C.    Why was the Stamp Act Crisis a critical turning point on the road to rebellion against England?
D.    What key crises and events led to a spiral toward war?
E.    How and when did Americans begin to think of independence as a goal in the war against Britain?
F.    Did Jefferson really mean all men are created equal?
G.    What key battles in the North and South turned the tide of the war?
H.    To what degree was the revolution a civil war; loyalists vs. patriots?
I.    Evaluate George Washington’s leadership: What were his strengths and weaknesses?
J.    What was the role and importance of French aid?
K.    Why did the new nation veer toward near chaos after the Revolution?
L.    How did the Americans manage to defeat the greatest army and navy in the world?

Weeks 12 through 14: Volume I, Chapter 4, “Reflection and Choice: Framing the Constitution” (1783-1789)

A.    What were key weaknesses of the Articles of Confederation?
B.    What were key achievements of the Articles?
C.    How did American traditions of religious freedom begin to take shape during this period?
D.    What led to internal discord within the new states during the Articles period?
E.    What key roles did Madison, Washington and Franklin play in the writing of the new Constitution?
F.    What were the basic sections of the new Constitution?
G.    What philosophies lay behind the three branches of government and checks and balances between those branches?
H.    How did the new government differ from that under the Articles?
I.    What compromises did the founders make on slavery?  Were they necessary and what was their impact on the future?
J.    The battle over ratification: What key arguments were made by both the Federalists vs. Anti-Federalists?
K.    What were the origins of the Bill of Rights and how crucial was this addition to the ratification of the Constitution?
L.    What amendments have been added since the original ten?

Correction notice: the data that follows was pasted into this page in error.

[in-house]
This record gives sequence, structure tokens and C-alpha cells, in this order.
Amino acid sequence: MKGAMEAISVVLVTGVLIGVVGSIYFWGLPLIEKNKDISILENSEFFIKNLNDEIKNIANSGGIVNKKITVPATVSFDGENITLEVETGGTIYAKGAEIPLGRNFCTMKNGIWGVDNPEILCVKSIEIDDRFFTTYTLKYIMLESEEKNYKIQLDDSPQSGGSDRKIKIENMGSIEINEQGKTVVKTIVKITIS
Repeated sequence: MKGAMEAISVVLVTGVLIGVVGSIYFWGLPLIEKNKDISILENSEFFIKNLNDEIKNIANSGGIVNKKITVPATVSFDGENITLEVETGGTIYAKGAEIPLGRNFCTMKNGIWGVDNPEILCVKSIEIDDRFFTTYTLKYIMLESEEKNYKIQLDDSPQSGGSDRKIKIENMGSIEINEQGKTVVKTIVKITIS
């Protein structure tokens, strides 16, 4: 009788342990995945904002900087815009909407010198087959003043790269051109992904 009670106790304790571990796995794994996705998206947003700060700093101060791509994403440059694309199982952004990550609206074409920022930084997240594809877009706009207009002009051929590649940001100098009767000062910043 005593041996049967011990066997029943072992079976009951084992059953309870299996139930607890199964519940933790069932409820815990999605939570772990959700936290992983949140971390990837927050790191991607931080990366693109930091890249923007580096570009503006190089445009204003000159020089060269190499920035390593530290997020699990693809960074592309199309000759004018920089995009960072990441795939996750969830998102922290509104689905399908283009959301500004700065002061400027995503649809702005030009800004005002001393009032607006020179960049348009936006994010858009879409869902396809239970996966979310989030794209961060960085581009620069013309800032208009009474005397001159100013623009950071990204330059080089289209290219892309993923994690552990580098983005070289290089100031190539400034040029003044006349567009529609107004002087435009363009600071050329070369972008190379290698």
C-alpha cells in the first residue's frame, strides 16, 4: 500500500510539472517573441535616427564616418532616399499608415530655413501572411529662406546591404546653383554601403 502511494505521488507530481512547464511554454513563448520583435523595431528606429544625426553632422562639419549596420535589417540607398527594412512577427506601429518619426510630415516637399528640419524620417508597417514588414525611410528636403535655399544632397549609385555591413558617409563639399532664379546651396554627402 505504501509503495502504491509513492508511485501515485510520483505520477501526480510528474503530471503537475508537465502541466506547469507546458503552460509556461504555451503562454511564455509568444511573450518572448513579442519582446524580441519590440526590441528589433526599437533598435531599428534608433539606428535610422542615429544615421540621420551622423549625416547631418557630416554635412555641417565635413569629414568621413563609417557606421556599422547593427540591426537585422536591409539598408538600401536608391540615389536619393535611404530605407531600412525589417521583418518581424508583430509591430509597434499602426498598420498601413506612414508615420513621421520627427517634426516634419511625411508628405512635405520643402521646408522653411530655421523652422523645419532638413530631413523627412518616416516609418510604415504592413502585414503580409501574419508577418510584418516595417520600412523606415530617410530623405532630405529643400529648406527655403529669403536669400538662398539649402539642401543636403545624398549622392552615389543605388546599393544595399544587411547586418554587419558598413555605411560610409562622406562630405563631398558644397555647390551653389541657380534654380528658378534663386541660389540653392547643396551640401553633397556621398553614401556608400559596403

Weeks 15 through 17: Volume I, Chapter 5, “The New Republic” (1789-1801)

A.    Washington as president: How effective was he?
B.    Was Alexander Hamilton more important than Washington himself in the early republic?
C.    How can we see the early seeds of partisan discord in the rise of Jefferson’s Republicans?
D.    When considering the Bill of Rights, how important is each amendment to Americans today?
E.    Why did Hamilton’s economic policies led to such resistance by Jefferson and his followers?
F.    Why did the revolution in France lead to such political turmoil here?
G.    What should we remember about Washington’s farewell and what is his legacy?
H.    What were the most important challenges faced by President John Adams and how did he respond?
I.    How did Republicans resist Adams’ policies?
J.    The remarkable election of 1800: Why does Bennett call it a “Revolution?”

Week 18: Review and Final Examination

Semester Two:

Weeks 1 through 3: Volume I, Chapter 6, “The Jeffersonians” (1801-1829)

A.    Who made up the “Virginia Dynasty” and what should we remember about each?
B.    What was Jefferson’s attitude toward religion and what can we learn from him today?
C.    Jefferson and the Louisiana Purchase: How did this momentous event transpire?
D.    Lewis and Clark: Was their trip America’s greatest adventure ever?
E.    The notorious Aaron Burr: What accounts for his notoriety?  Was he guilty of treason?
F.    What impact did the War of 1812 have on the new United States?
G.    How did the Battle of New Orleans make Andrew Jackson a national hero?
H.    Why is the post-war period called the Era of Good Feeling?
I.    The Controversial Election of 1824: What accounts for the rise of Andrew Jackson?

Weeks 4 through 6: Volume I, Chapter 7, “Jackson and Democracy” (1829-1849)

A.    Some historians have called the election of 1828 “The Plowman vs. the Professor.”  What do they mean and why did the “plowman” win?
B.    What factors increased mass participation in politics and the rise of democracy?
C.    Calhoun, Clay and Webster: What did each of these “giants” bring to the political scene?